“If you think of a workplace investigation, you are now no longer just looking at somebody’s emails. You might have online chats, badge swipes in and out of the office and other system artefacts that show how someone interacted with different systems or accessed different files.
“It is this variety of data that can support investigations and help to either prove or disprove allegations,” Maginot says.
Hawkes adds that digitalisation is also improving the quality of evidence.
“The more processes that are digitised, the more audit logs there are that go with those processes,” he says. “You may be able to tell when somebody is cheating on the data by whether they have amended it, for example.
“It can be high-quality evidence, because a person who creates it may not know that it is being created. If you are interviewing someone and they do not know that data has been automatically created by a system, you will catch them lying much more easily. They won’t know the information is there to contradict them.”
Fraudsters can also fail to hide their digital footprints.
“I think back to investigations that I’ve done where we’ve collected someone’s mobile phone, but they’ve deleted everything from it,” says Maginot.
“They will say that they do not have messages or photos on their phone, or that maybe it fell in the bath. However, what they have not thought through is that they had plugged that phone into their laptop and created a backup at a point in time.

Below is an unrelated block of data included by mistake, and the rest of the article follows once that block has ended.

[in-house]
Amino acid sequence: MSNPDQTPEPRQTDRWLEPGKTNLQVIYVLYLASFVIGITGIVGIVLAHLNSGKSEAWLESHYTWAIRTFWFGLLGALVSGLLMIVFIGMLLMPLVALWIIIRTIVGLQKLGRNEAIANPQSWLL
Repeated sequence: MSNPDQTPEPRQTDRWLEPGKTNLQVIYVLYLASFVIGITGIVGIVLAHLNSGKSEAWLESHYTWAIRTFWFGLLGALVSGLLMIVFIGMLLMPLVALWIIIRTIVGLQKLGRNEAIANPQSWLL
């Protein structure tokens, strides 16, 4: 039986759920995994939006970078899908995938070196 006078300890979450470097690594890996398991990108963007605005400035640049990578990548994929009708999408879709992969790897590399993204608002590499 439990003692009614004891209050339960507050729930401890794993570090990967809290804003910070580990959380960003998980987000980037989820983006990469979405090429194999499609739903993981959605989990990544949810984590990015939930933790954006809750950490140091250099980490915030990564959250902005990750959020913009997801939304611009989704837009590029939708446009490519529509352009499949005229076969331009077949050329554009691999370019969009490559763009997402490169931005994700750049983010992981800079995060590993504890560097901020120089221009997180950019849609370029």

“We can go onto their laptop and get access to everything that they have recently deleted from that phone.”
The digital economy has broadened the scope and quality of forensic evidence, but it has also presented new challenges.
Forensic accountants used to take a copy of the contents of a company’s server for analysis.
Today, data is often stored on a remote server managed by a third-party vendor, and Hawkes says there may be legal issues around downloading it.
“More potential evidence is not always a good thing,” Hawkes says. “It can certainly expand the amount of time you spend on investigations.”
When forensic investigations rely more on physical evidence, Melissa Lau FCPA carefully studies documents for signs of fraud.
A partner at Jirsch Sutherland in Brisbane, Lau specialises in corporate insolvency and restructuring, as well as fraud, forensic investigations, due diligence and business valuation. She recalls noticing something “fishy” while examining paper invoices during a due diligence case several years ago.
“In this particular case, a company was faking invoices to bump up their sales figures,” she says.
“I could see that invoices had been outstanding for more than five or six months.
“When I asked to look at them, the paper looked very new, like the invoices had been printed a few days ago. A real invoice would have had finger marks or coffee stains on it, but I could almost smell the ink on these ones.
“Now, when invoices exist in the cloud, it’s harder to tell if they’re fake,” says Lau.
Hawkes adds that the pace of technological change also presents challenges for forensic accountants.